When I moved into my apartment, I never imagined I would still be here twenty years later. It was August 1996, and my roommate Stacey and I were excited to start out in our first ‘adult’ apartment. Together we shopped for housewares and established a place where we felt at home.
Stacey moved in and out for the next few years as she progressed through graduate school and the start of her career. When she moved into a place of her own, I first began to think about moving as well.
Life has a funny way of throwing curve balls into our plans. Over the next ten years each time I seriously thought about moving, something happened to prevent it. The end of a serious relationship, a car crash, an injury – many things kept me here.
One of the reasons I stayed was I simply couldn’t find anywhere better for the same cost or less. Affordable accessible housing is extremely difficult to find. Sure, I found many nice places. But as a single woman who must abide by income restrictions in order to be able to receive home care, I could not afford a fully accessible luxury apartment. The places I could afford were not any better in terms of accessibility, and did not solve a major problem – transportation.
Our local paratransit service, which provides transportation to disabled people unable to access the fixed bus route, only operates within .75 miles of a fixed bus route. My apartment is 2.2 miles off the bus route. When I was able to independently drive my van, this was not an issue. Now that I cannot independently drive my van, this is a barrier.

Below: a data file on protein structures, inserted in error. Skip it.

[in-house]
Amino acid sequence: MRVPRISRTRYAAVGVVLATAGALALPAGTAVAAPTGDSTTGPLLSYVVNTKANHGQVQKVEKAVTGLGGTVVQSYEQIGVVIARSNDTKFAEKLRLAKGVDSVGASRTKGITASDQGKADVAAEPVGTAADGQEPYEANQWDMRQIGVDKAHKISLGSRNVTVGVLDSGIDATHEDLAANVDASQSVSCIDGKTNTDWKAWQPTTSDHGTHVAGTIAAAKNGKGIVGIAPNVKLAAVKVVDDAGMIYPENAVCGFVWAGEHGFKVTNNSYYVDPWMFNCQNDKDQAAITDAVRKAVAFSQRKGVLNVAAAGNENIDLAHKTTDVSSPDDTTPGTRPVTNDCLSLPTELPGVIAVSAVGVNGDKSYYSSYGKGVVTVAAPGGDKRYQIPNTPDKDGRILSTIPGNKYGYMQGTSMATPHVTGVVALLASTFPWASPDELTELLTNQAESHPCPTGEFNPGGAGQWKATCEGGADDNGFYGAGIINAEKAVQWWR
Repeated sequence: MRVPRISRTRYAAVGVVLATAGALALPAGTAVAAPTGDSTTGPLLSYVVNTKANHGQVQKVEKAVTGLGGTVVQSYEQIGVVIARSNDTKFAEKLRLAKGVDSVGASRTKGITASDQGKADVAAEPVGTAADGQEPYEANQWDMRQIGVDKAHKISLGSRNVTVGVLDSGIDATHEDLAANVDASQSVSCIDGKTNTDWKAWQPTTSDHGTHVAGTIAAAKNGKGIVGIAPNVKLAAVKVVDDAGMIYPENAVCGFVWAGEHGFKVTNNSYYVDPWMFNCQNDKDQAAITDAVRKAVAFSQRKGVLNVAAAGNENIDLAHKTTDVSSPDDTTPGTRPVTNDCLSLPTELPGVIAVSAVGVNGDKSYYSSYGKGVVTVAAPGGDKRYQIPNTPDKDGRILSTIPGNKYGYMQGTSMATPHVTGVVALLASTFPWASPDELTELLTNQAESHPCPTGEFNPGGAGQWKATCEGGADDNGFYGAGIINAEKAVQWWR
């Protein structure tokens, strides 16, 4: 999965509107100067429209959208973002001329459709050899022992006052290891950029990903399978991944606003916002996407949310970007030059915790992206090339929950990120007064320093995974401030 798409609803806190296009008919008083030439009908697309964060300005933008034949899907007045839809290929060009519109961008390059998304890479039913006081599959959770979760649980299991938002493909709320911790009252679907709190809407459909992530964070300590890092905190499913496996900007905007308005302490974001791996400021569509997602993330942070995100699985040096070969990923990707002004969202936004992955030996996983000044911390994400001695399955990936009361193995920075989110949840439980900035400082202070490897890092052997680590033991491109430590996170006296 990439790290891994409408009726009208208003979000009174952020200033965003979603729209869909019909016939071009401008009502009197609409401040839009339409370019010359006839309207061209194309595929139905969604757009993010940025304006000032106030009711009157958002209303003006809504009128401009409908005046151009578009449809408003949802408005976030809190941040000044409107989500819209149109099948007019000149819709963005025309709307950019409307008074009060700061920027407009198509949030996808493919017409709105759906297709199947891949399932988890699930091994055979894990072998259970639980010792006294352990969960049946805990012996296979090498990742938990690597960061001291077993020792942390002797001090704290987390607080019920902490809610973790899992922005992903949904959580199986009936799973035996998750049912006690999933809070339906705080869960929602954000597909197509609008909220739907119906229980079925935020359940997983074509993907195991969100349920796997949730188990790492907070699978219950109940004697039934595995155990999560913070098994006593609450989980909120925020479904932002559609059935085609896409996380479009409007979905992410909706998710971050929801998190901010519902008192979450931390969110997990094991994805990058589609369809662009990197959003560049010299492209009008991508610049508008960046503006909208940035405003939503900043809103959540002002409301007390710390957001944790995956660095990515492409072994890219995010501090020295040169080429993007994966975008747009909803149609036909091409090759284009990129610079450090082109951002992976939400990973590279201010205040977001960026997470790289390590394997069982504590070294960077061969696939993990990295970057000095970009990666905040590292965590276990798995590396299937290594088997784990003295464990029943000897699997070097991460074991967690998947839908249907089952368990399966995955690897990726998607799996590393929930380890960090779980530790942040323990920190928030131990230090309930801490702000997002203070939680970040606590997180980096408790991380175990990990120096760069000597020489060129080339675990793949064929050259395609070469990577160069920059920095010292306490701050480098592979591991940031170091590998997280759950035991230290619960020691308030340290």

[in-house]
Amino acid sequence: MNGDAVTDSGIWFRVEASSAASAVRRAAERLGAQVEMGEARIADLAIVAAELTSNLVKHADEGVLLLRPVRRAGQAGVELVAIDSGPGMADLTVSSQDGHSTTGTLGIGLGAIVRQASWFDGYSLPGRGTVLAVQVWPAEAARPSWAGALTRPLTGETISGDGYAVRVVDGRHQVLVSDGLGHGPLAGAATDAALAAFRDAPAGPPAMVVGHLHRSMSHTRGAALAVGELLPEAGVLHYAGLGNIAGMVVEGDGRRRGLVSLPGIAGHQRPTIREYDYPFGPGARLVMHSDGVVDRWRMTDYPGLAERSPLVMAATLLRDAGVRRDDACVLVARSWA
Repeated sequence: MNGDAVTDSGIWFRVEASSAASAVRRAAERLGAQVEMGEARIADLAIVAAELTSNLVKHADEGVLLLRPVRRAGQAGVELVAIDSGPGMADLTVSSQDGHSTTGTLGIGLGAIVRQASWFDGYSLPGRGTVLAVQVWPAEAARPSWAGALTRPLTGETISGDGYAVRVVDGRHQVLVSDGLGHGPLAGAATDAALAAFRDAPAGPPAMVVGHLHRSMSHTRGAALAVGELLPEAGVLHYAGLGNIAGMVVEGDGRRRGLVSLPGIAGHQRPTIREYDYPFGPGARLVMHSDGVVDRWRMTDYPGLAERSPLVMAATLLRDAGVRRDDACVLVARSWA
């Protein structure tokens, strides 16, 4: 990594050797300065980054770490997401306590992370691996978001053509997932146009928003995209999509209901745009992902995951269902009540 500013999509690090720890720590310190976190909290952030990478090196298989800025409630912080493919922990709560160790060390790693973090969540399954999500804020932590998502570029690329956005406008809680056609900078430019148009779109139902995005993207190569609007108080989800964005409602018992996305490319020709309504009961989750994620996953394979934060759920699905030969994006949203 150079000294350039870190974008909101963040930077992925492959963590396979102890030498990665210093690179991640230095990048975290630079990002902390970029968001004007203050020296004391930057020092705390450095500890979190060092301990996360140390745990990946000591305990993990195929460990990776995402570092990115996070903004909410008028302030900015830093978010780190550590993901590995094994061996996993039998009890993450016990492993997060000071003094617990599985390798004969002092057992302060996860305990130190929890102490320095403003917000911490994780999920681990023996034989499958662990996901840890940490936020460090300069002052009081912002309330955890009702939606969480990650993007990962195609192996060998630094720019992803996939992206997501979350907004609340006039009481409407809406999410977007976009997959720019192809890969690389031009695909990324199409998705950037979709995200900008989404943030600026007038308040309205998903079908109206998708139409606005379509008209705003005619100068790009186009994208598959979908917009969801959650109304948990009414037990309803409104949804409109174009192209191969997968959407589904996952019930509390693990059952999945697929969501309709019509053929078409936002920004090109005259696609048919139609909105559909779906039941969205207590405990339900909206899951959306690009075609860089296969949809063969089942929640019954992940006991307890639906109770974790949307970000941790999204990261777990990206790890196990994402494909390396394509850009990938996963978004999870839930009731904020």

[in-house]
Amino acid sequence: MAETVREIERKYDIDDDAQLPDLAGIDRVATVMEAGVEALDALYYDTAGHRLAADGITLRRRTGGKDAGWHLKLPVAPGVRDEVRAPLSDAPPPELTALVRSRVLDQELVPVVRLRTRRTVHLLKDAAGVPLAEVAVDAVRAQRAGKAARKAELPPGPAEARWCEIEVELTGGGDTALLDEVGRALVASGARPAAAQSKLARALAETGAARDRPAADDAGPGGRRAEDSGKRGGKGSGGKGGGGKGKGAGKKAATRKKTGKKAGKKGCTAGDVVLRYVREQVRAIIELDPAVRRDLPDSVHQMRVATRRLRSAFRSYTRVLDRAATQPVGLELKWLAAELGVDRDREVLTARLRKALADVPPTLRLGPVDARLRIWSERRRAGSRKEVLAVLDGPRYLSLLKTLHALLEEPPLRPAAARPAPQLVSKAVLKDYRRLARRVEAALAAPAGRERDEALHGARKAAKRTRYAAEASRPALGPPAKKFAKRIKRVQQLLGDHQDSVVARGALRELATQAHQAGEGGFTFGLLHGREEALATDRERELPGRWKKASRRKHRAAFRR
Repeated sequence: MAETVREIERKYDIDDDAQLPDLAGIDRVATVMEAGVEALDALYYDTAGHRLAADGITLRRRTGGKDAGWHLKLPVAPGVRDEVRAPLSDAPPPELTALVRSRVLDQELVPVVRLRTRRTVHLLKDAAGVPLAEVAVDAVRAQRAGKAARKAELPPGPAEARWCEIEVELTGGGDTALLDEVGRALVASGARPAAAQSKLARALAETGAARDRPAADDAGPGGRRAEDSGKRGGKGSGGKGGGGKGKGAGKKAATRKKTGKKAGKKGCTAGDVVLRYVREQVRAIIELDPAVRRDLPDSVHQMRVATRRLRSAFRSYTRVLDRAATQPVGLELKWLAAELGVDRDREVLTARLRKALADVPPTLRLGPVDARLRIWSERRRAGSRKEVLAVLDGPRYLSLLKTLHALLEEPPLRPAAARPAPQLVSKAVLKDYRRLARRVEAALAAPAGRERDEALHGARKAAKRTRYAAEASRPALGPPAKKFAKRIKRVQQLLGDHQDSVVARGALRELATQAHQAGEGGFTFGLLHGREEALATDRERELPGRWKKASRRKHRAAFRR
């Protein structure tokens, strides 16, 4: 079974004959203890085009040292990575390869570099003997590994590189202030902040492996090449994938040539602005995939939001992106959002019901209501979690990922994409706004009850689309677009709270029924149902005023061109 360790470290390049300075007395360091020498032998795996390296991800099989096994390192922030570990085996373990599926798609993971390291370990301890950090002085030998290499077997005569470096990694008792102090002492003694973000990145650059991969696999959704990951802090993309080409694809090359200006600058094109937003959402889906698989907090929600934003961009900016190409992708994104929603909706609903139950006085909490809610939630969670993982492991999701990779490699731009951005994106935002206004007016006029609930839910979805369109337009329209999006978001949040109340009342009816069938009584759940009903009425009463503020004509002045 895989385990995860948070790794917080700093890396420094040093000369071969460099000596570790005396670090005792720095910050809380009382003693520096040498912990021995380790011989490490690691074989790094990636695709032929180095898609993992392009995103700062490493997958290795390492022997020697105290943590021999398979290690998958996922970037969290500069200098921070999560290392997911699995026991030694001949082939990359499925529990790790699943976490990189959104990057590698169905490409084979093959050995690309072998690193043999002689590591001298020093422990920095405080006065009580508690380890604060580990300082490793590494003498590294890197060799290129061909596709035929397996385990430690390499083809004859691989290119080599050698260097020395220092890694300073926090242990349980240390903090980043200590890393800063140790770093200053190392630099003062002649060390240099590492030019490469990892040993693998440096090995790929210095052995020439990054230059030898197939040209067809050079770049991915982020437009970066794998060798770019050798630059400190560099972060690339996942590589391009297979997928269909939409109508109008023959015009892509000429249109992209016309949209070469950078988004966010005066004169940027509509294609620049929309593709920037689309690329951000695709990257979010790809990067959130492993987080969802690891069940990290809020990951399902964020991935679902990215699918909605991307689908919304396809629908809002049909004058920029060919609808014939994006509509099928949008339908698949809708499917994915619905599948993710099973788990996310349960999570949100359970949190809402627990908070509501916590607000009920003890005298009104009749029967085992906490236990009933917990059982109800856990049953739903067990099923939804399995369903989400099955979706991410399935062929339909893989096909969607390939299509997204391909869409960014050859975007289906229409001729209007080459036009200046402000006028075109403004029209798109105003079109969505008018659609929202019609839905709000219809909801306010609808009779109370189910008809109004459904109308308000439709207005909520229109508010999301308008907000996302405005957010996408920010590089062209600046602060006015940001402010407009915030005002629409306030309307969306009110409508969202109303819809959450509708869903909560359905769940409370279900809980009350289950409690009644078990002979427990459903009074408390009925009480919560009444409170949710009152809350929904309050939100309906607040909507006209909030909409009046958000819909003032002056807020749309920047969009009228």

In order to maintain employment and independence, I have to move closer to the bus route. In order to save money for a new van, I must move to a place that is less expensive so I can hopefully save a bit of money for a downpayment on a new vehicle.
Today I am starting the move out of my apartment. Thankfully, my new place is not far away. I will be renting some rooms from a friend who lives down in town. My ZIP code will stay the same, I can keep the same phone number, I can still use my library card. Even more important, my new place is close enough to my current apartment so I do not need to hire a new crew of Personal Assistants.
For the past two months, I have been sorting through my possessions. While I still have some things to toss, my life (minus my bedroom furniture and my computer) is contained in these boxes and bags stacked in my living room.
It is amazing what you find when you start the packing process. Cards from my mother, photos from college and Australia, letters from friends and family, and old research papers have made me laugh and cry – sometimes simultaneously. A few items have been placed in a “keepsakes” box because I know I want to save them, but I don’t have time to go through things right now.
Some finds may well be antiques now. My old Walkman and Discman seem to be in good shape. My mini-cassette recorder, record cleaner and typewriter eraser brought great laughter. The PA who was assisting me had never seen a mini-cassette recorder and did not know what a typewriter eraser was. When did I become an adult with “outdated” possessions? How did that happen?
Thanks to dedicated friends and family, the majority of my possessions are now in my new place. We completed the move before the rain came. All that is left is to unpack and store everything. I did not supervise all the packing, so I imagine there will be some fun surprises.
Although, it will take something very neat to top the Walkman and mini-cassette recorder!